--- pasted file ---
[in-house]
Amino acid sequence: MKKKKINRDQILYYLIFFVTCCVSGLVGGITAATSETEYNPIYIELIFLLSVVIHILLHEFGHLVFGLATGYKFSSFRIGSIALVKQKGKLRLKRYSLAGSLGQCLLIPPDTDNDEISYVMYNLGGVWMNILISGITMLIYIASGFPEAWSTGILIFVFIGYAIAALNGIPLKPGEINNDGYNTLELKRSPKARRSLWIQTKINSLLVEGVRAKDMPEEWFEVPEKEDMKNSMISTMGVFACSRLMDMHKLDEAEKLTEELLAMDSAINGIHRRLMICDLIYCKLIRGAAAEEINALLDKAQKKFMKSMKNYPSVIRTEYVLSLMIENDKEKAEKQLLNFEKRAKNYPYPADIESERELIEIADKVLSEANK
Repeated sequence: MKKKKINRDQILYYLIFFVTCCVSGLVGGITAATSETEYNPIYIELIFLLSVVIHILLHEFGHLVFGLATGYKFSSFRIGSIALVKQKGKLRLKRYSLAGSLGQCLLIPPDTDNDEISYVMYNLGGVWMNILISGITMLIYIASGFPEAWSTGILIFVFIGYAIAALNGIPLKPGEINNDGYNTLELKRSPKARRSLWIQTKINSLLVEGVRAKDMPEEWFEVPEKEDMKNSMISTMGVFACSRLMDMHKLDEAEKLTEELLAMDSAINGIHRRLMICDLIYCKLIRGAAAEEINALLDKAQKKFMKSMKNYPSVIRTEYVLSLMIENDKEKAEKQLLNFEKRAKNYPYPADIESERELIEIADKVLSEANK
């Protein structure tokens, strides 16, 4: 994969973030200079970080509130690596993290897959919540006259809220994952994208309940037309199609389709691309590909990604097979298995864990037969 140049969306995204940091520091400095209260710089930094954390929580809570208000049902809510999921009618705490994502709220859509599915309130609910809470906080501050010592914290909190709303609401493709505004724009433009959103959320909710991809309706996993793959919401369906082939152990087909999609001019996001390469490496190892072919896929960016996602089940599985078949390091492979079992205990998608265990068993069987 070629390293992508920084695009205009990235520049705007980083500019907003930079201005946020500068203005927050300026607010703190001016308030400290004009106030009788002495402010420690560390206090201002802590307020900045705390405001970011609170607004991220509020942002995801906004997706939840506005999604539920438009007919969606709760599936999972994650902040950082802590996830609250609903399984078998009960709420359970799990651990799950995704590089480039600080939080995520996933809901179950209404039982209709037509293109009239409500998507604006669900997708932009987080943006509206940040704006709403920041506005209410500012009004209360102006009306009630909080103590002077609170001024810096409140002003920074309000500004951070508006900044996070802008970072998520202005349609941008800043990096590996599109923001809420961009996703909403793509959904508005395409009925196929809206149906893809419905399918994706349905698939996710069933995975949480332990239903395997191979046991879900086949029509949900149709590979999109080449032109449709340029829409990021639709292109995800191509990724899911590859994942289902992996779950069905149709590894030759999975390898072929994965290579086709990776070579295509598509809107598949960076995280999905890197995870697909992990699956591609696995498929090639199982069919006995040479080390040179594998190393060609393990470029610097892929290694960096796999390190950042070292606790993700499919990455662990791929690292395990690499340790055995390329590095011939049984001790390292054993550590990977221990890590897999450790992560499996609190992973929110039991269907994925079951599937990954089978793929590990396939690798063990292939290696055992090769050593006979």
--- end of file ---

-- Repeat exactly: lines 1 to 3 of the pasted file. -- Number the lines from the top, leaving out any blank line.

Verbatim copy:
[in-house]
Amino acid sequence: MKKKKINRDQILYYLIFFVTCCVSGLVGGITAATSETEYNPIYIELIFLLSVVIHILLHEFGHLVFGLATGYKFSSFRIGSIALVKQKGKLRLKRYSLAGSLGQCLLIPPDTDNDEISYVMYNLGGVWMNILISGITMLIYIASGFPEAWSTGILIFVFIGYAIAALNGIPLKPGEINNDGYNTLELKRSPKARRSLWIQTKINSLLVEGVRAKDMPEEWFEVPEKEDMKNSMISTMGVFACSRLMDMHKLDEAEKLTEELLAMDSAINGIHRRLMICDLIYCKLIRGAAAEEINALLDKAQKKFMKSMKNYPSVIRTEYVLSLMIENDKEKAEKQLLNFEKRAKNYPYPADIESERELIEIADKVLSEANK
Repeated sequence: MKKKKINRDQILYYLIFFVTCCVSGLVGGITAATSETEYNPIYIELIFLLSVVIHILLHEFGHLVFGLATGYKFSSFRIGSIALVKQKGKLRLKRYSLAGSLGQCLLIPPDTDNDEISYVMYNLGGVWMNILISGITMLIYIASGFPEAWSTGILIFVFIGYAIAALNGIPLKPGEINNDGYNTLELKRSPKARRSLWIQTKINSLLVEGVRAKDMPEEWFEVPEKEDMKNSMISTMGVFACSRLMDMHKLDEAEKLTEELLAMDSAINGIHRRLMICDLIYCKLIRGAAAEEINALLDKAQKKFMKSMKNYPSVIRTEYVLSLMIENDKEKAEKQLLNFEKRAKNYPYPADIESERELIEIADKVLSEANK